G’day and welcome to my third contribution to the Just Drag Racing website. I must be doing something right as Kym has been asking when my next article is going to be ready!
It has been a quiet month for me with Melbourne’s winter keeping us inside out of the cold. That also means away from the workshop where it is also too cold to go unless I need to do something specific. It does however give me lots of time to think about racing and things I can do to improve the GXP outside of the engine program that Peter and Arthur are taking care of.
Even though it has been cold and wet down here in Melbourne I have been concentrating on some small adjustments to the GXP while getting it ready for the 2013 season. I have fitted a new diff centre with a different ratio and freshened the transmission ready for the new engine to be completed very soon. I have made some other minor changes to the setup which should see some improvements on the track. We will see if I have been successful in November when I head up to Sydney to test prior to the Australian Nationals.
Sometimes it's what you know, not who you know
I am fortunate to be a qualified toolmaker in my day-to-day life and this has given me the opportunity to make a lot of parts for my race car rather than paying someone else to make them. On the GXP I haven’t made too much due to it coming complete from Jerry Haas Race Cars, however I have had some fun designing and manufacturing a couple of engine coolers to speed up the turnaround time between rounds.
When I was first talking to Peter Ridgeway about running these engines he made it very clear on the importance of keeping the engine cool prior to a run to avoid detonation which can hurt an engine. When you’re pushing these engines to 10,000+rpm it doesn’t take much to tip them over the edge and heat is a big problem.
There are a few commercial engine coolers available to cool the engine between rounds and all of them plumb an external unit into the radiator to circulate cold water. Obviously you don’t plug this in as soon as you return to the pits while the engine is still hot as you may do some damage via thermal shock. It is best to wait until around 10 or 15 minutes before you are called to the lanes to turn it on and very quickly you can see the temperature dropping and condensation forming on the radiator and cylinder heads!
The commercially available units are all pretty expensive, starting from around the $3,000+ mark and vary from units that require ice and water to units that are fully refrigerated and require nothing more than a 240v power supply to get them going.
Refrigerated Cooler - Version 1.0
My first version of the cooler involved an esky, Davies Craig Electric Water Pump (EWP) and a coil of Moroso aluminium fuel hose and owed me just under $300. As you can see in the pictures I made some aluminium fittings on the esky that allowed me to connect the EWP on the outside to the coil on the inside. I filled the esky with two bags of ice and filled it up with water so the coil was covered. Once plumbed into the radiator I turned it on and it circulated the radiator water from the bottom of the radiator through the coil and back into the top of the radiator. Even though it circulates from the radiator, the cold water is also forced through the engine cooling the heads and block as well. The ice unit was very efficient, however it was quite expensive to run as two bags of ice only lasted one run before they had melted and the tub was lukewarm.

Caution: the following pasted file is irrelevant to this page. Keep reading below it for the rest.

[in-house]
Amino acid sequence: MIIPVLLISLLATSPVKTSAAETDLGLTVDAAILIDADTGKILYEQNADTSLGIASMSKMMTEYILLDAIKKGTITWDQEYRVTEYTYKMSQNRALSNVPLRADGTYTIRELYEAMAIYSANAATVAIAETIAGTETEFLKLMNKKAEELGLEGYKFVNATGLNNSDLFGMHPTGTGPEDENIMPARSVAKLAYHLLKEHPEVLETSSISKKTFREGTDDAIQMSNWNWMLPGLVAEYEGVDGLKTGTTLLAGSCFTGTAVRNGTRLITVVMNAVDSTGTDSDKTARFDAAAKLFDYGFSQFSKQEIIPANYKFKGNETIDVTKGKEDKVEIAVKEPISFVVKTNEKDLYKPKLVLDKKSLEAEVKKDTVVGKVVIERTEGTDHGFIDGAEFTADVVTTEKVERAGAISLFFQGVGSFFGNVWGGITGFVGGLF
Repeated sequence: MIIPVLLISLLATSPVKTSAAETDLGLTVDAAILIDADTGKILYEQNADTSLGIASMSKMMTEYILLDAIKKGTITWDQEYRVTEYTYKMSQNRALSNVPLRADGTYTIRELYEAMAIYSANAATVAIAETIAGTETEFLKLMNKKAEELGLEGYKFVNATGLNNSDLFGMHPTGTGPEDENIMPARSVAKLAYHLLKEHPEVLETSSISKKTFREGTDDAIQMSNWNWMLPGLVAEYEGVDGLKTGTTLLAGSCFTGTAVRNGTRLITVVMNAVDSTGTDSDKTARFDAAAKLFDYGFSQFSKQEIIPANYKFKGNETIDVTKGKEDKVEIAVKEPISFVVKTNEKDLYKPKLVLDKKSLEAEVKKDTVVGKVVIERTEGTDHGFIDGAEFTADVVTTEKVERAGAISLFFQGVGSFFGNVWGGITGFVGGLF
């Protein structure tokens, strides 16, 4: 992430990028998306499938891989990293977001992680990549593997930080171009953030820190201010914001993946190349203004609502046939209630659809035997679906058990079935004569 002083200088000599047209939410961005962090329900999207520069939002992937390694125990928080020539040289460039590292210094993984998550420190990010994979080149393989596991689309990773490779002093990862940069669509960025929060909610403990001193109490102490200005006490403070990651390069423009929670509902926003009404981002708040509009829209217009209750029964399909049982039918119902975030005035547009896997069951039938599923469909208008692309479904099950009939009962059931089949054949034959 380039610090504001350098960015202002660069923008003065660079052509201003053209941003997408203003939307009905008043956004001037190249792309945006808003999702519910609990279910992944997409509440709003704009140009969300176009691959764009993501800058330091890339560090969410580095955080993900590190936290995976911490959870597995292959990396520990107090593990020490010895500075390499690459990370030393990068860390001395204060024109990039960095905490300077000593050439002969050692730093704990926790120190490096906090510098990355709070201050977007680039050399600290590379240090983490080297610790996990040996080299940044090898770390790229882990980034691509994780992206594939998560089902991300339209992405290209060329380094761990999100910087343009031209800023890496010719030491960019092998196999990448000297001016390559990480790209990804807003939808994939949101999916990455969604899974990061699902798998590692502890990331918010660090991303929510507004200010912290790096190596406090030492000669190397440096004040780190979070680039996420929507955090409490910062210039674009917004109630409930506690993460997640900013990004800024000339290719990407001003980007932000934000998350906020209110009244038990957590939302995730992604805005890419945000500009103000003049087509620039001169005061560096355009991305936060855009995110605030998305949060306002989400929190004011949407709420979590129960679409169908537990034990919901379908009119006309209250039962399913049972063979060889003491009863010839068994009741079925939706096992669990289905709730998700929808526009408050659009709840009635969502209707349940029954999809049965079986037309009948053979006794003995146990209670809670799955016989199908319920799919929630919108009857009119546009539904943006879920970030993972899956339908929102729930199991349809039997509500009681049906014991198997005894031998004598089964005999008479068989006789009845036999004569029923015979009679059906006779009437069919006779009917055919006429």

After using the ice unit for a few meetings a friend of mine who crews for a local Modified racer mentioned he had a refrigerated Glycol cooler and I was welcome to it if I wanted it. I didn’t know much about it so I went over to his place to check it out. A glycol cooler like this is used to cool beer on tap from the Keg by a home brewer. After a quick inspection and seeing its potential I accepted the gift and loaded it into the ute to take it home.
Refrigerated Cooler - Version 2.0
Once home I worked out that I could use the same principal of the ice cooler by cooling a bath of water and sitting the aluminium coil into the bath and circulating it to the radiator. On this unit I wasn’t able to mount the EWP on the side so I mounted it on top of the lid and bent up the coil so when I put the lid on it sits in the refrigerated bath of water. The big benefit being not having to buy ice during a race meeting to keep the engine cool! The only new part I needed to buy for this cooler was another roll of Aluminium fuel hose, everything else was salvaged from the esky cooler.
On each morning of qualifying or racing I turn the unit on and within a couple of hours the water in the bath is down to 5°c where it maintains that temperature until I turn the pump on. When I am ready to cool the engine I plug in two hoses with the quick release Jiffy fittings and turn the pump on. Very quickly you can feel the cold water going into the radiator and cylinder heads and the temperature in the bath rises as it is transferring heat from the coil. The bath is digitally controlled and I can set the temperature where I want.
For both versions of my engine cooler, 12v power for the EWP is provided by the winch battery in the trailer, or when we raced in Perth without the trailer we plugged it onto the hire cars battery. The 240v refrigerated version is either run off the track supplied power, or my generator when power is not provided.
I hope you enjoyed a look at some of the parts I have made for the GXP. The actual list is much longer, but the engine cooler saved me a lot of money and does just as good a job as the commercially available units.
I would like to thank the following people for their on going support;
- Peter Ridgeway and Arthur Sagiaris (Custom Engines)
- Neil Hendry at Cryogen Industries
- Nick Xerakias (ERC Fuel)
- Paul Rogers Snr and Matt Ramsay